There’s nothing like getting an incredible deal. Receipts like this one remind me why I strive to never pay full price.


On Wednesday night, Mason and I went with two friends to see Switchfoot live in concert. I’ve been a fan for quite a while (anyone remember A Walk to Remember?), but I felt my age when I realized I couldn’t remember some of the verses of the old songs.

John Perkins, a civil rights movement survivor who now works to reconcile whole communities, was in attendance. Several years ago, Switchfoot’s Jon Foreman was reading Perkins’ book Let Justice Roll Down, and as a result composed “The Sound (John M. Perkins Blues).”   In this city which has struggled for so long with racism, division, and prejudice, it was pretty great to honor Mr. Perkins among a crowd of people of many races and ages.

The fight for justice and changed hearts goes on, but new progress is made here every day. Grace restores and heals, while truth triumphs in the end.

John Perkins said it right
Love is the final fight


Photo credit: Meg Redmond

The weather is turning cool. Perhaps it’s the teacher in me, but in my mind the fall always signifies change. I start thinking about new ways of approaching each day, of making life better. Since all of a sudden the humidity has dissipated, with glorious days promised ahead, I set up a clothesline beside our house. Hanging my clothes to dry has not been a habit that I’ve kept up in the US. During my days in Scotland, I didn’t have a dryer, and it was quite lovely to wear clothes that were scented with the actual fresh air as opposed to Bounce “Outdoor Fresh” or “Renewing Rain.” (Actual renewing rain showers were the only drawback to this custom.)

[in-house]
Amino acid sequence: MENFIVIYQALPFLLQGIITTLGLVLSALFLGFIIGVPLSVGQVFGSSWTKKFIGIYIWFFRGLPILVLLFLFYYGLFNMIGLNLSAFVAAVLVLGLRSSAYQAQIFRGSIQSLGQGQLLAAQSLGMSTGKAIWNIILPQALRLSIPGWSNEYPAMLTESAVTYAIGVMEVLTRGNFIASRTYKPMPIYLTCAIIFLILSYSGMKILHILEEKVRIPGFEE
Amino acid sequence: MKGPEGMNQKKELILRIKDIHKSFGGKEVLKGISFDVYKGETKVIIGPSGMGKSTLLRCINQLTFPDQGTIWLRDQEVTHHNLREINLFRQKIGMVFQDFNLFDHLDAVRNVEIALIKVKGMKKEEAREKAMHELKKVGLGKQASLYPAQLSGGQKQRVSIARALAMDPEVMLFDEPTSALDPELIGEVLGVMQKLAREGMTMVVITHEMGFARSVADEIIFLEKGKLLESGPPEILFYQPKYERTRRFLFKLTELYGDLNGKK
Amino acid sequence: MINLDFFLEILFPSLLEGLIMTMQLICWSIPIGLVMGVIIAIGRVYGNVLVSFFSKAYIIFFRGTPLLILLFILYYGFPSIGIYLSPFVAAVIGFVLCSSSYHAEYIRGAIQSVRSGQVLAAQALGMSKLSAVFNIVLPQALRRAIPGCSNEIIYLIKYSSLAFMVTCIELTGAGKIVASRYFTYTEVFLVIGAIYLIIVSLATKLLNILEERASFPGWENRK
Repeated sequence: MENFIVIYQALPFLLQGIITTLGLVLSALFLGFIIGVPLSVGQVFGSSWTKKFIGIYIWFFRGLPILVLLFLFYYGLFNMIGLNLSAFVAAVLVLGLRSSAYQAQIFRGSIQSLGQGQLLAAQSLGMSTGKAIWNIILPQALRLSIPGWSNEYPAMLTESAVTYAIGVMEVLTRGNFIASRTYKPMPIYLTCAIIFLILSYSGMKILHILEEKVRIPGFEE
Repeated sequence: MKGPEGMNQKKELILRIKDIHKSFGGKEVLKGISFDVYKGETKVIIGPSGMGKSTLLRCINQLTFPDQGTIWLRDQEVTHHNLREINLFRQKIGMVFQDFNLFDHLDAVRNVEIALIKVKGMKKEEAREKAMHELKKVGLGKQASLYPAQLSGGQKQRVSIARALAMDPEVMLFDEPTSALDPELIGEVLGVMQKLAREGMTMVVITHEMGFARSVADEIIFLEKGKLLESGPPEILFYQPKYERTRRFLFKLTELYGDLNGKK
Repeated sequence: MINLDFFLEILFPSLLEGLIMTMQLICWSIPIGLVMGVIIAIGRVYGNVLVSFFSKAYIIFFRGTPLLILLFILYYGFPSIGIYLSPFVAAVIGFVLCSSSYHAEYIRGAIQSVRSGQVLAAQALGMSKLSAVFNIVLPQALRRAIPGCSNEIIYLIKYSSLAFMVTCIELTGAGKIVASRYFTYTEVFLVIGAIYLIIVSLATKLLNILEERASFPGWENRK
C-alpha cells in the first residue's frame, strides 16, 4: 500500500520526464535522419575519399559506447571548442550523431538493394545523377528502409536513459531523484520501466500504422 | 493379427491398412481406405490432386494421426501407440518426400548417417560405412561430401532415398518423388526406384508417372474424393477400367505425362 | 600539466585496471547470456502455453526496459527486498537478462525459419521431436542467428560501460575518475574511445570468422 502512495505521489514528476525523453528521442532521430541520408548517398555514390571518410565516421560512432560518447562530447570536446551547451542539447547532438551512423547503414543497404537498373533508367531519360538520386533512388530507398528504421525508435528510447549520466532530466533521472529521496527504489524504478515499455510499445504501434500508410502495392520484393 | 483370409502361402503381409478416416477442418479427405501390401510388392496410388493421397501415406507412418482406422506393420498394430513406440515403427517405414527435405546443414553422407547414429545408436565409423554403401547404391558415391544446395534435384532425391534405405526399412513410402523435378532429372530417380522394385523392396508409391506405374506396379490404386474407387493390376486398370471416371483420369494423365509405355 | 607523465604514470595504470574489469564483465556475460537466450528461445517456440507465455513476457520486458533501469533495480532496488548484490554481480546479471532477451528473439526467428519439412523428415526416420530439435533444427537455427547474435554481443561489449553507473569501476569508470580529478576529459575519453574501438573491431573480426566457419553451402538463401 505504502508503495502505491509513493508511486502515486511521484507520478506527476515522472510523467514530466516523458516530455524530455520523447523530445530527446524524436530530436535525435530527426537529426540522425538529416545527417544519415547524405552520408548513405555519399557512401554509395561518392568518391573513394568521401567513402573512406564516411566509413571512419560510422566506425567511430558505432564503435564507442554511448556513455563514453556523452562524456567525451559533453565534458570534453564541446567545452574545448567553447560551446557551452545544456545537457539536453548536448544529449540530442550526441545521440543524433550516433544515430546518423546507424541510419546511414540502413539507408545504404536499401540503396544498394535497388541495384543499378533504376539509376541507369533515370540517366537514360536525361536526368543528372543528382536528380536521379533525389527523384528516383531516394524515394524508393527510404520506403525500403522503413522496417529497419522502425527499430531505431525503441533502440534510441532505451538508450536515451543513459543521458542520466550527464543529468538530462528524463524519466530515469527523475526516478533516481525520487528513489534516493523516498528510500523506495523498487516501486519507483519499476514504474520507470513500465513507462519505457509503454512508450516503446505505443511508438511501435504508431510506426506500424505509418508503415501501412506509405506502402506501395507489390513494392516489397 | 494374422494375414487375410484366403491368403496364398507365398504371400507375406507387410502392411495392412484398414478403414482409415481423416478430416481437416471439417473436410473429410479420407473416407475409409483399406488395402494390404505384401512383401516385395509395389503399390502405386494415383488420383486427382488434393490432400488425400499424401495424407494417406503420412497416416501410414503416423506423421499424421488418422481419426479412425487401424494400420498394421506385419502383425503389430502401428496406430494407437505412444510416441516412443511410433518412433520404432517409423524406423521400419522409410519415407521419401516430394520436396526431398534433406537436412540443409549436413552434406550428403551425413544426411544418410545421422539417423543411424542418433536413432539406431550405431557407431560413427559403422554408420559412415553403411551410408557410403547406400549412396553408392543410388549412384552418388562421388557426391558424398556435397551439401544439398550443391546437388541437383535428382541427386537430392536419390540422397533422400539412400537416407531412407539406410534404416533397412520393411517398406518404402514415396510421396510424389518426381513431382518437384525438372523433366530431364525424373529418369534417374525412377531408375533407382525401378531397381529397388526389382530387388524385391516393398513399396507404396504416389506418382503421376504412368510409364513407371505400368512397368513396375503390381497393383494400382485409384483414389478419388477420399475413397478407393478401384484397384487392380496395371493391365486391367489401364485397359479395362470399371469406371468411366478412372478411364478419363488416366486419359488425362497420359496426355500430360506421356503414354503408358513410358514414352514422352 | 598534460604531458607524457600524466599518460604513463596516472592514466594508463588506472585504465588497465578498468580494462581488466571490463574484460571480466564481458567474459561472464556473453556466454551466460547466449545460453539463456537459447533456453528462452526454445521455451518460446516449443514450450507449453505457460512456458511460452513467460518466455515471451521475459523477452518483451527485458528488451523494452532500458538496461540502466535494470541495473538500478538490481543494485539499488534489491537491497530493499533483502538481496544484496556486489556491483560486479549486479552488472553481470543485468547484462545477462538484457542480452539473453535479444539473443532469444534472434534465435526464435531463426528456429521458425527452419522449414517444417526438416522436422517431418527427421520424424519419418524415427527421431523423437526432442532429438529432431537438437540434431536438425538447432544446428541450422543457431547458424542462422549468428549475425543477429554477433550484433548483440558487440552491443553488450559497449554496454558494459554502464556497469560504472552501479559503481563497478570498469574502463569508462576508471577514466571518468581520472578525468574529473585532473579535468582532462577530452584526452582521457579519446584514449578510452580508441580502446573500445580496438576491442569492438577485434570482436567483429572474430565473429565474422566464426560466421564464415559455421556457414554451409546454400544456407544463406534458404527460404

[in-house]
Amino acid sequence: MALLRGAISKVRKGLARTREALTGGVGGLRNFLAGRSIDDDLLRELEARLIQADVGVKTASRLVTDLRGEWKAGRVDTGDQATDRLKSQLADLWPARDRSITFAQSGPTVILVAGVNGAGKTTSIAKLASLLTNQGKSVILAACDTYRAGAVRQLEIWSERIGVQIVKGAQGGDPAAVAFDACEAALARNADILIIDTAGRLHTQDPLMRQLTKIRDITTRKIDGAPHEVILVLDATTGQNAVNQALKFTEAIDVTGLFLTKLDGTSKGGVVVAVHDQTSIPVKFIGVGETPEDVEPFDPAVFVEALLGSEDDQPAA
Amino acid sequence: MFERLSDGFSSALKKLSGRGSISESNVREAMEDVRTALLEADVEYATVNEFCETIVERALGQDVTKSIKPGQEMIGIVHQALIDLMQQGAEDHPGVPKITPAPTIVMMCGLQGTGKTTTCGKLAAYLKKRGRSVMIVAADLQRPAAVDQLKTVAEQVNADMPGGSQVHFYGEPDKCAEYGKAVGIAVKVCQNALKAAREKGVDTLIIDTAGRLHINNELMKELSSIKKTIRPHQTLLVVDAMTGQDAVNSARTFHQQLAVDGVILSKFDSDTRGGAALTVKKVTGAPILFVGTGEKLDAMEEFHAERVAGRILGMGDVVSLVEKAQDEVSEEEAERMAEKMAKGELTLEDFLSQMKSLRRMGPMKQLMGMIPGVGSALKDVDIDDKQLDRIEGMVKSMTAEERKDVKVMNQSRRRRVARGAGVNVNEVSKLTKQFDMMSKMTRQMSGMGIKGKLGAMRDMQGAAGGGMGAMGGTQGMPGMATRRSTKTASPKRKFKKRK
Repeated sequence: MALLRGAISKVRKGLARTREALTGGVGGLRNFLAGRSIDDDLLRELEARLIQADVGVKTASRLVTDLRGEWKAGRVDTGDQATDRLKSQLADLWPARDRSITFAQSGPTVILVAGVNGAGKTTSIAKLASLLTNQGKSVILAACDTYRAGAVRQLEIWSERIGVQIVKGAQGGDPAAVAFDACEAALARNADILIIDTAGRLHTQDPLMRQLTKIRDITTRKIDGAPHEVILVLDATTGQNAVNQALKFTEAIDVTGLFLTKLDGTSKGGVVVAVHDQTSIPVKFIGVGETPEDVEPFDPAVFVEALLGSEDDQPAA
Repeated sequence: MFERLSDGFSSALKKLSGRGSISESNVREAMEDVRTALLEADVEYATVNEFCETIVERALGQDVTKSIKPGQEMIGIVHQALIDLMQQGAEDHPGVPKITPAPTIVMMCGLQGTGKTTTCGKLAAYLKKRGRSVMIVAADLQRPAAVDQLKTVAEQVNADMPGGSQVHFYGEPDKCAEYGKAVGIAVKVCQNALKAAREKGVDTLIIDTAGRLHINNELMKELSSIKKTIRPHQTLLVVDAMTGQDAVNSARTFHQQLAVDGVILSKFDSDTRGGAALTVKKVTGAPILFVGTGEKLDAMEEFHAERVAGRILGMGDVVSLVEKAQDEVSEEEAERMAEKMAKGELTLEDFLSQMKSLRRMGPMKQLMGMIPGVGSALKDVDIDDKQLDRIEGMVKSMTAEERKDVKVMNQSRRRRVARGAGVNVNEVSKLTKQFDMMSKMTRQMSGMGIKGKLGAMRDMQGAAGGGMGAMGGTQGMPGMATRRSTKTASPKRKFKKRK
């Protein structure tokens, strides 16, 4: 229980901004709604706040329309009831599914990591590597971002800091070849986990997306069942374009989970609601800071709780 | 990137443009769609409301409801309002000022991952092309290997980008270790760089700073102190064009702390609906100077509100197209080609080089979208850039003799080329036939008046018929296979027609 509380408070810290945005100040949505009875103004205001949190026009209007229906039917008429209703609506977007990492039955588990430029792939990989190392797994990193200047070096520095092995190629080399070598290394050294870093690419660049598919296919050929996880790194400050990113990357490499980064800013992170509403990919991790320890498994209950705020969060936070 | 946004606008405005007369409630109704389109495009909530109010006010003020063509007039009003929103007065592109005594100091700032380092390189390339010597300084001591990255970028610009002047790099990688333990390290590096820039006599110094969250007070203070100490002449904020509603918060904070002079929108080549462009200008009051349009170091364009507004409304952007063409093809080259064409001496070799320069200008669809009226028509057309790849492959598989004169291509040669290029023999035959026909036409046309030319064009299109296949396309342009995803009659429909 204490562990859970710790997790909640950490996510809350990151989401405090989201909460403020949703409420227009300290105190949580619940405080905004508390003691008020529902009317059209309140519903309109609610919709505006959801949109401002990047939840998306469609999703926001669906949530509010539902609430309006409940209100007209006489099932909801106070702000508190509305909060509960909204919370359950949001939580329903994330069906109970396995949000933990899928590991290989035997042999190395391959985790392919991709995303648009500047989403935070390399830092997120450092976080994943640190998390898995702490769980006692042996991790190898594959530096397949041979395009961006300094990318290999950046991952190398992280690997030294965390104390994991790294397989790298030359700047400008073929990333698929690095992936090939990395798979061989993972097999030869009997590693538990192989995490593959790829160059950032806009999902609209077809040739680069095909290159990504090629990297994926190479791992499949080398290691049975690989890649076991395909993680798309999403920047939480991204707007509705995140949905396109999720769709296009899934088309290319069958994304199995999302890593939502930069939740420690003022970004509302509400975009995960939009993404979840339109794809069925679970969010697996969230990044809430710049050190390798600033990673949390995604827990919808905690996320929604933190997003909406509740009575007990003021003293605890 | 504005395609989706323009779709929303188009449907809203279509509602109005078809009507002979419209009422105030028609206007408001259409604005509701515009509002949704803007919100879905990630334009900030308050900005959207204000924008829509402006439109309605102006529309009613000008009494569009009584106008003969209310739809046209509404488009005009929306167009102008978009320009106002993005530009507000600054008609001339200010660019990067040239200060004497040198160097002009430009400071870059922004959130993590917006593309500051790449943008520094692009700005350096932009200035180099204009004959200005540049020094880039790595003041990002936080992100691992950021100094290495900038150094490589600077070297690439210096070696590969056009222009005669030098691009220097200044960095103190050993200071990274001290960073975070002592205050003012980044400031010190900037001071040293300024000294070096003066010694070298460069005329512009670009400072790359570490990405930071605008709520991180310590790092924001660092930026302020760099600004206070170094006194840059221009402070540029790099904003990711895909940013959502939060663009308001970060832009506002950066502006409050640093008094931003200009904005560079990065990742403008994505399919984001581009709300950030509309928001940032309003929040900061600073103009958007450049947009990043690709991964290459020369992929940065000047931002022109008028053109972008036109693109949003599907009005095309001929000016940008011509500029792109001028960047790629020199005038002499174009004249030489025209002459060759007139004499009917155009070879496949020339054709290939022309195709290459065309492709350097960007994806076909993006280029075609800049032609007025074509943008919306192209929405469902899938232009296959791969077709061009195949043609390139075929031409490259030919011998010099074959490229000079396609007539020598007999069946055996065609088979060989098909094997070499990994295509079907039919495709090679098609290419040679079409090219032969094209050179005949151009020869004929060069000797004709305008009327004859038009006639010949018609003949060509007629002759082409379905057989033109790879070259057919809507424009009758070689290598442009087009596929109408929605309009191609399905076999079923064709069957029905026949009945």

In several aspects of our lives, Mason and I are experimenting with simplicity. We’ve realized how much waste is present in our day-to-day living, and we’re hoping to cut out as much as we can. If this practice saves us money, wonderful. But that’s not really the point. The point is that we discover that we are okay without Stuff.  Needless consumption never changed anyone’s life. Though we are slowly inching toward simplicity, we can hardly remember anything we’ve given up. In return, we are finding that our lives are fuller with little joys that we would not have noticed before.

One joy is the welcoming breeze of fall after a long blazing summer.  Another is the sight of laundry on the line.


Mellow Fruitfulness

My quick getaway to visit The Erratic Artist was truly sensational. We talked and laughed incessantly, in near proportion to how often and how much we ate.  We celebrated God’s provision and enjoyed the blossoming of new and old friendships. I returned rested and re-energized. (When sand and sushi are involved, refreshment typically results.)

I arrived home where my darling husband and dog greeted me with open arms (or paws, in Sadie’s case).  Also there to greet me was a refrigerator full of old food.  Most notably, there were some very ripe strawberries and blueberries that were quickly heading down the path of no return. A rescue mission was summarily undertaken, and they were transformed into a delicious late-summer treat, complete with a splash of heavy cream. Find the recipe here.



Fall is my favorite season, and though today’s high is a whopping 96, I eagerly anticipate cool breezes, crunchy leaves, and pumpkin pie. Here’s to, as John Keats put it, the “season of mists and mellow fruitfulness.”